Vandals march on ramp

2011-02-19 14:44

‘Just because you sell branded T-shirts doesn’t mean you’re a designer,” said a fashionista who scoffed at the idea of T-shirt brands being showcased at this year’s Joburg Fashion Week.

Whatever the fashion snobs had to say, the T-shirt makers invaded their space this week and injected much-needed new blood. And they are cashing in.

Just ask Nick Kaoma, co-founder of brand Head Honcho, which has become synonymous with “cool” in the three years since its inception. Head Honcho, according to Kaoma, is now “a million rand-brand”.

“Honcho means a leader, a role model and someone who takes their destiny into their own hands. I believe that’s what appealed to those who like the brand,” he says.

Kaoma also says the aim is to motivate and inspire the young generation to live and think progressively.

“We target the mind-set, not age. That’s why this brand can be worn by a 13-year-old right up to working professionals.”

As for what the Joburg Fashion Week will do for the brand, Kaoma believes that the catwalk – where the clothing was modelled by local celebrities such as Khanyi Mbau and hip-hop artist AKA – will attract the attention of relevant stakeholders.

“We had an opportunity to showcase our clothing and to show that we’re more versatile than people think.

We have many items – from denims to cardigans and sweaters,” says Kaoma, who has retail space in Cape Town, Johannesburg and Pretoria.

Another brand that is making waves, despite its being only four months old, is Vandal Active Wear (VAW) by DJ Sbu Leope and his sidekick, Trevor Madondo.

The Vandal brand began – much like most ingenious ideas between friends – when Madondo and Leope used the slang word on their Metro FM show.

“We wanted a word that people already knew and associated with Sbu and myself, and vandal (and vandy for females) was it. And it’s not vandal as in a person who messes things up, but in the sense that you’re a street-savvy trendsetter,” says Madondo.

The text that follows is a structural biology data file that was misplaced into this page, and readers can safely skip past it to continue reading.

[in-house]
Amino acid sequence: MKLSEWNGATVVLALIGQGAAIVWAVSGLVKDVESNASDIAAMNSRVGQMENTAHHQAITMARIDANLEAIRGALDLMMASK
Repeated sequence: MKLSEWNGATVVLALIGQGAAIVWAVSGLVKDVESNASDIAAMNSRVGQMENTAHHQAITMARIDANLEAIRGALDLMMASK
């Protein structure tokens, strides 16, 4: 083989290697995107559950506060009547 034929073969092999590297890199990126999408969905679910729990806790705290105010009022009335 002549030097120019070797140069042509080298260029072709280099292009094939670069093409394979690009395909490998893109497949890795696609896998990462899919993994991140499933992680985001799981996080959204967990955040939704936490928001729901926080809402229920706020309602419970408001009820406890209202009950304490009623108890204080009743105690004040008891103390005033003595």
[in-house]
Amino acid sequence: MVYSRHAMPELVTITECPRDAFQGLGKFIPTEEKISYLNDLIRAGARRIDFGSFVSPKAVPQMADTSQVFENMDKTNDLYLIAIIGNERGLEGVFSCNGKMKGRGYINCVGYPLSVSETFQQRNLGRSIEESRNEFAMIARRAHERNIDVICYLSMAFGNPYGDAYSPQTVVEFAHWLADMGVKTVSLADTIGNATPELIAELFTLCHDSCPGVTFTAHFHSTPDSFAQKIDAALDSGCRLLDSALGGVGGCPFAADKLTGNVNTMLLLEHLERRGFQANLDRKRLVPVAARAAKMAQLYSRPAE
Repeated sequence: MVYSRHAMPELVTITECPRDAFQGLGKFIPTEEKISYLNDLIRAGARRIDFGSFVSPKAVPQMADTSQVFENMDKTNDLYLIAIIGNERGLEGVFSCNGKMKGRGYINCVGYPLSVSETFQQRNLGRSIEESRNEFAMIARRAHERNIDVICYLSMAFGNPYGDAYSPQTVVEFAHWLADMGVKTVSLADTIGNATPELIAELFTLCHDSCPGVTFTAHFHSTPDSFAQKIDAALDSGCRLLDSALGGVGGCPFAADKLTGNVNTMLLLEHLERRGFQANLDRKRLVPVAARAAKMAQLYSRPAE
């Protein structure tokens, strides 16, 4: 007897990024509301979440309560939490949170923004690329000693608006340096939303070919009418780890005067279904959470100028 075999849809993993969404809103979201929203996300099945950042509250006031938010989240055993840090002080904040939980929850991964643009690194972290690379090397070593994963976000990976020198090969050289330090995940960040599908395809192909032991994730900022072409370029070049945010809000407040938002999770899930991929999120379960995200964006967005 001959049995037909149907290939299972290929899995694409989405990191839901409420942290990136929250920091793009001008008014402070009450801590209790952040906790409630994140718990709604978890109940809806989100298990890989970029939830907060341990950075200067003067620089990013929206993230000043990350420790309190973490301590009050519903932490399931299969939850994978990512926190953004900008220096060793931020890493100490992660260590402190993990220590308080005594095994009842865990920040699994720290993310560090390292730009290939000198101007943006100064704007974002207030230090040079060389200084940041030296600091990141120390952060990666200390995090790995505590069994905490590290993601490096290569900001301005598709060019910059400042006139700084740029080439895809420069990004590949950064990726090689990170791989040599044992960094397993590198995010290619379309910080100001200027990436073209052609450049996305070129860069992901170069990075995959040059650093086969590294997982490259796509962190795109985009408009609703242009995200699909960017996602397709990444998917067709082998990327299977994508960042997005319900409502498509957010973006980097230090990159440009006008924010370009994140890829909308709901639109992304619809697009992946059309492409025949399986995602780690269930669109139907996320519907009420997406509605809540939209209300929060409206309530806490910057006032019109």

Their brand movement began slowly on Twitter in October and a month later, most of the twitterati (local twitter subscribers) who knew the partners were sporting T-shirts of their own.

“We gave away about 800 T-shirts during the promotion phase, but since then we have sold about 4?000,” says Madondo.

And 4 ?000 is not pocket change, considering that each T-shirt costs R250.

So, while many were expecting the “vandals” to walk on the ramp, Madondo and Leope showed their ability to evolve by including items like leggings, cheeky high-waisted shorts, hoodies, women’s cropped jackets and even some avant-garde jackets with funky shoulder detail modelled by various local personalities.

“The jackets can be tweaked to the customer’s specification,” says Madondo.

The partners intend to introduce the items over the next few months, starting with the hoodies and jackets in time for winter.

“Like our slogan says, ‘They never saw us coming’, most people thought this brand was a joke.

Four months ago all of this, including being at Joburg Fashion Week, was just a dream. Now we intend to take over,” he adds.

The recent street trend was undoubtedly made popular by the Ama Kip Kip brand by Nkosana Modise.

It began five years ago with a flurry of celebrities wearing the branded T-shirts with the unmistakable logo.

Modise says: “When I started this brand, it wasn’t just a business opportunity. It also came from the heart because I had realised that up until then, there were no local T-shirt brands worn by people on the street.”

He says the name was chosen not only because it was easy to pronounce, but because it signifies something for many people who grew up in the township.

Unfortunately, like the township brand Loxion Kulca, Ama Kip Kip has also fallen victim to knock-offs.

“That was a big compliment, but it had to be nipped in the bud because it can ruin a business. Fortunately, we go through various themes that can be difficult to keep knocking off,” he says.

As for competition from newer brands, Modise claims that he’s encouraged and inspired to keep growing.

“The brand has been profitable since day one and even now, on our five-year anniversary, we will continue to try and do everything we can to make Ama Kip Kip one of SA’s best local brands,” says Modise.

So if you plan to go into the business of branded T-shirts, it is clear that there are a few things you have to take into account.

Get a cool logo, quality material, a celebrity or trendsetting ambassadors, and serious guts and a good business plan.

After that just laugh all the way to the bank.

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